45 degrees, sunny, no wind.
I stared longingly out the window of the Outdoor Program office, the sounds of Veronica Falls' gloomy dream pop flooding my brain. I love my job and school and all that, but some Fridays, nothing can quite hold my attention. Nick and I had made plans to climb at Curt Gowdy that afternoon before the weekend's big snowstorm set in, and I was so ready to go. I was set on finishing the roof project that I left undone at the end of our last session out there, and I could feel it in my bones....the conditions were perfect.
A few hours later and we were on the road. Ian McDonald joined us as well, who I met through this season's climbing team (which is going really well so far). He's earned himself a reputation for abusing hot sauce- more on that later.
Upon reaching the boulders, we were greeted by what has to be the most picturesque Wyoming day I've ever experienced in February. I quickly set up shop under the roof and got to work. I originally intended on doing a stand start, but after sending that relatively quickly, I decided to piece together the sit start, which really makes the problem worthwhile. It all went together in about an hour's work, taking big rests between few burns. The crux moves involve a nasty half-pad crimp that has a perfectly placed finger-destroying crystal, so attempts were limited by the amount of skin I could maintain.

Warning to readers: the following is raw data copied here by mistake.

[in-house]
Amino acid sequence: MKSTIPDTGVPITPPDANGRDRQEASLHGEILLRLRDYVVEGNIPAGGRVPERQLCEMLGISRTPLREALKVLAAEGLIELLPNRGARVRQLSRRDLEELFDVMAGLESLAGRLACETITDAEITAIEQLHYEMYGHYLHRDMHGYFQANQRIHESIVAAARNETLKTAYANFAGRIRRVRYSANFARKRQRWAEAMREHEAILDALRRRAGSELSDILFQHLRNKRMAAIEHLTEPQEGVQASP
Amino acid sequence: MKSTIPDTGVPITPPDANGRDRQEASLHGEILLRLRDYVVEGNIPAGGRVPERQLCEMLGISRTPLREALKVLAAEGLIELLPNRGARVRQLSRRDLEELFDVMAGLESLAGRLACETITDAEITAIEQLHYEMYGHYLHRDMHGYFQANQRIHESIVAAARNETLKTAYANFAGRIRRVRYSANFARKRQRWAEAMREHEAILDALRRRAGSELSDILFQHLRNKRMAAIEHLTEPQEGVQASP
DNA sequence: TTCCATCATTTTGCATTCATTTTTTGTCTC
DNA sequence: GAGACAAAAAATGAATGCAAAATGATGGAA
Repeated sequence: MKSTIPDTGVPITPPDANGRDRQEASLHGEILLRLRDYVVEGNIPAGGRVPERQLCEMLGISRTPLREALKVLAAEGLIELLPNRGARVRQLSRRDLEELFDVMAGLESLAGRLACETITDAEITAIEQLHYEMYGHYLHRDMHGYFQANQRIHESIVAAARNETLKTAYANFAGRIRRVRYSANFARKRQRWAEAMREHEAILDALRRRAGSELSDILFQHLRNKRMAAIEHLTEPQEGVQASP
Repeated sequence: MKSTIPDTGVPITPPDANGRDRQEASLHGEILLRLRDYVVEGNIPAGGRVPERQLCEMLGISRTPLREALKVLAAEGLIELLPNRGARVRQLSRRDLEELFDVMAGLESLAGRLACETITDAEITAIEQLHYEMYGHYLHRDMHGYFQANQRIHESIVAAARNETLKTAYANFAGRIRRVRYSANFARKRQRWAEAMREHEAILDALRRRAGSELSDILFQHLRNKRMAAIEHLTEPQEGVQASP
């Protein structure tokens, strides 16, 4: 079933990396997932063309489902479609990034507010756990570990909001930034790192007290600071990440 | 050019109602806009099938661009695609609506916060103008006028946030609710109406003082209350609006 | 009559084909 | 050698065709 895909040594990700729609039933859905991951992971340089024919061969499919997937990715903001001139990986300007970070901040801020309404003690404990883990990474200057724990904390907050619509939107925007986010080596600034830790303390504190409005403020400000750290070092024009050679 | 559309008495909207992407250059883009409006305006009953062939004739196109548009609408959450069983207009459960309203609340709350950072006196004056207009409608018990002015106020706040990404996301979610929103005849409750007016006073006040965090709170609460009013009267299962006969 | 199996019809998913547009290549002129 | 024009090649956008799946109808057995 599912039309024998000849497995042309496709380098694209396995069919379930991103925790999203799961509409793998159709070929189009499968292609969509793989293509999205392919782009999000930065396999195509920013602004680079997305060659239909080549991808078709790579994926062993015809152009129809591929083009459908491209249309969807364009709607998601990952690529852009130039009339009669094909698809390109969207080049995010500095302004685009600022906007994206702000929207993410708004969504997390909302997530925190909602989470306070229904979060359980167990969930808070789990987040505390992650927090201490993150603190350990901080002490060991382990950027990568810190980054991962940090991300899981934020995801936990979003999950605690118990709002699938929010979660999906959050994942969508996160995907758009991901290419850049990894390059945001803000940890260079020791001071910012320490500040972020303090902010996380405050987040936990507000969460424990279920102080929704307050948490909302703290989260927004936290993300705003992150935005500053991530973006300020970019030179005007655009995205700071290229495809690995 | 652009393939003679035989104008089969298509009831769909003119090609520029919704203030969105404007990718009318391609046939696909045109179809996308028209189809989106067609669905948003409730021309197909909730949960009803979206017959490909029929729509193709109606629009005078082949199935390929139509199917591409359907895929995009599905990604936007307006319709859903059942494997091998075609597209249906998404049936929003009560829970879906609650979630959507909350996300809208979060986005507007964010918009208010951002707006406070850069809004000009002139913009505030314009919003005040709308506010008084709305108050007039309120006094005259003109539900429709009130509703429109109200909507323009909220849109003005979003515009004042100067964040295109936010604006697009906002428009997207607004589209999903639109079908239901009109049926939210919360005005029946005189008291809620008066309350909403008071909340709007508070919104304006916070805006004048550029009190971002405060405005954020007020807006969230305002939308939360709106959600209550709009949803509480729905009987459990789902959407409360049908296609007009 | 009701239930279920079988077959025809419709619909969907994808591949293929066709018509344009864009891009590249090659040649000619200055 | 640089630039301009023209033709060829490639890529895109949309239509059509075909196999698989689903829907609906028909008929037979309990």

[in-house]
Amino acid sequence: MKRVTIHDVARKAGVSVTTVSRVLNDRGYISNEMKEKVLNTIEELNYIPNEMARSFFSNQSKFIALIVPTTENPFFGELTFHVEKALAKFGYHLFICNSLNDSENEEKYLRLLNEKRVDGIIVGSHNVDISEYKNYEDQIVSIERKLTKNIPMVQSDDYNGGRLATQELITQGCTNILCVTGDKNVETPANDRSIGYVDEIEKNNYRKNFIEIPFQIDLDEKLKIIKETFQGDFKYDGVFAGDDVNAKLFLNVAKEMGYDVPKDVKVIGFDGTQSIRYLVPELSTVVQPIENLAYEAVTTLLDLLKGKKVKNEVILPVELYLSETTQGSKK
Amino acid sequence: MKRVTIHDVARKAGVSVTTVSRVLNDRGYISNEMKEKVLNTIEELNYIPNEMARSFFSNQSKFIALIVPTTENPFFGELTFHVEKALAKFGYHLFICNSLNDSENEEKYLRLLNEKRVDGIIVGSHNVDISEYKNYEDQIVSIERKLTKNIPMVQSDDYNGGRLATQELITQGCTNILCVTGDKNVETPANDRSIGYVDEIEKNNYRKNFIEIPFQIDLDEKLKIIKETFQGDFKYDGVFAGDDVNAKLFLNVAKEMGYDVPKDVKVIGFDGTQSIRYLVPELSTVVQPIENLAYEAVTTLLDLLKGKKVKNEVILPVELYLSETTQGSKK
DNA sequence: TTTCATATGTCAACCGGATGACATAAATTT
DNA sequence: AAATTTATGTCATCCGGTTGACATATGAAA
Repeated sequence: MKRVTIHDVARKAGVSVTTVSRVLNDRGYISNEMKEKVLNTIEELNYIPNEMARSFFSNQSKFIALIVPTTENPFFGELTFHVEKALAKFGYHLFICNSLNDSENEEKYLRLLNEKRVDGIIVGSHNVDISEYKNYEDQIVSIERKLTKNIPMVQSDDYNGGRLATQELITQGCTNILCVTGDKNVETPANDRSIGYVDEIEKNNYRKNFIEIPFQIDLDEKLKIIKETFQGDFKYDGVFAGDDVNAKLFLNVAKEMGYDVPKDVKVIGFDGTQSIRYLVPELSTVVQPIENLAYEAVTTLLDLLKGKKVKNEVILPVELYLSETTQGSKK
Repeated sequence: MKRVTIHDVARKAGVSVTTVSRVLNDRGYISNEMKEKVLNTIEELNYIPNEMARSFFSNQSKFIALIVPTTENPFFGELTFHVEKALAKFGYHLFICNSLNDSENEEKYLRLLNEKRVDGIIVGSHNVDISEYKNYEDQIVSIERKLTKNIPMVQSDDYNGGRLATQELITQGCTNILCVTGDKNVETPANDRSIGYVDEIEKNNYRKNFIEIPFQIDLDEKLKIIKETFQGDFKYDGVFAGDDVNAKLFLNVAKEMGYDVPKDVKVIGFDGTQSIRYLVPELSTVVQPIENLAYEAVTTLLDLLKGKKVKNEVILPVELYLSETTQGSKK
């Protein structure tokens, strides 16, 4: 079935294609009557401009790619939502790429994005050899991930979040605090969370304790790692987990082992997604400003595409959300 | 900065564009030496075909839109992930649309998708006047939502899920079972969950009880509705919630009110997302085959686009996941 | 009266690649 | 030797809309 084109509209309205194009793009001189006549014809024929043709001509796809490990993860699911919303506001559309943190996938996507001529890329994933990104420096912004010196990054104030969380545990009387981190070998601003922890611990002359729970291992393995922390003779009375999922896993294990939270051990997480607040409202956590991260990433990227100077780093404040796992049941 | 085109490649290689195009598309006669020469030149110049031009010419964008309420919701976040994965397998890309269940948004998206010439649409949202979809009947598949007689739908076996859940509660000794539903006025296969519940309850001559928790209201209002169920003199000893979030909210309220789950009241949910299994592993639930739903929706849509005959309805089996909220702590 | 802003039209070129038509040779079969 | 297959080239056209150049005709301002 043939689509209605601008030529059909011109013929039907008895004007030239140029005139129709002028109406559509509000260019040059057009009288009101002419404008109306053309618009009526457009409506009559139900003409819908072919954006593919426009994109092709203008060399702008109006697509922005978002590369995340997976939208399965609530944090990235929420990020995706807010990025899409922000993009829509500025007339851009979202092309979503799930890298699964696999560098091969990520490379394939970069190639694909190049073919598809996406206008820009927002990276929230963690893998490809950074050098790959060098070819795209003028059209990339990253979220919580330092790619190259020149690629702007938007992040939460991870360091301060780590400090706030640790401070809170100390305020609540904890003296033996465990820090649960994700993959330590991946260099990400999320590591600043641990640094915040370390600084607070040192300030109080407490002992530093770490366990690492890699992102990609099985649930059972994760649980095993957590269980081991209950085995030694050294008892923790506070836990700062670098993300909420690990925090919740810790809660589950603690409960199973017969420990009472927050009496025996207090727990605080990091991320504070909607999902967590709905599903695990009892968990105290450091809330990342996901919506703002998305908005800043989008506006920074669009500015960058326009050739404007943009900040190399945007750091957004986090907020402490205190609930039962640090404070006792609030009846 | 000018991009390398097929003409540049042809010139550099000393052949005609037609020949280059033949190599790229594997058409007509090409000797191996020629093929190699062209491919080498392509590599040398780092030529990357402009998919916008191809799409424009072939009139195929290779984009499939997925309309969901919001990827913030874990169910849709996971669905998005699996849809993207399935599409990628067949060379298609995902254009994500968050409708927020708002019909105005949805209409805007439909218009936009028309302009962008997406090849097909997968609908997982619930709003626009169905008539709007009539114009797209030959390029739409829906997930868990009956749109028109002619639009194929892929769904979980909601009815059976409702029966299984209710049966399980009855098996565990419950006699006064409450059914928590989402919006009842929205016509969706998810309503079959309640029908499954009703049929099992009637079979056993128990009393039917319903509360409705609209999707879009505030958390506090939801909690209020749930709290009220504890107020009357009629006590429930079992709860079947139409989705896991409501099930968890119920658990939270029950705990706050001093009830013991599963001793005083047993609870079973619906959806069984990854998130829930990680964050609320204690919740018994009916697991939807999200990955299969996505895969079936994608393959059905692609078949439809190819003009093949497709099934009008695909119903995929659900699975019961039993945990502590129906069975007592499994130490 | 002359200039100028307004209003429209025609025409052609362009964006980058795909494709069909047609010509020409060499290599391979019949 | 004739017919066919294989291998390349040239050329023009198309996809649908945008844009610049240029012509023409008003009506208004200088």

|My poor fingertip...|
I named it Hillbilly Militia (V6), due to the seemingly constant gunfire that can be heard coming from a nearby ranch. I think it's one of my prouder problems, despite the rat shit on the start and finish holds. It has a unique anti-Vedauwoo style, with steeply overhung crimps and jugs.
|Nick working Hillbilly Militia|
|Damn, Wyoming is beautiful.|
After finishing Hillbilly Militia, I joined Nick and Ian at another boulder a few yards away that caught our eye on the walk in. There, Ian had cleaned a long lowball traverse problem while Nick cleaned a very difficult crimp line on the larger boulder. With my fingers already shredded, I chose to sit back and watch Nick torture himself on the new project.
Afterwards, we turned our attention to Ian's problem. For its height, it packs in a solid 10 feet of climbing with really fun and tricky sequences. It involves a lot of heel-hooking and toeing in, and can be done in a variety of ways. Of course, it has to have an epic mantle too. Another classic on the warm-up circuit, Stormin' Mormon (V3) should not be missed.
|Climbing makes me happy|
Yet another splendid day on the boulders, with still many more problems to be done. More to come soon!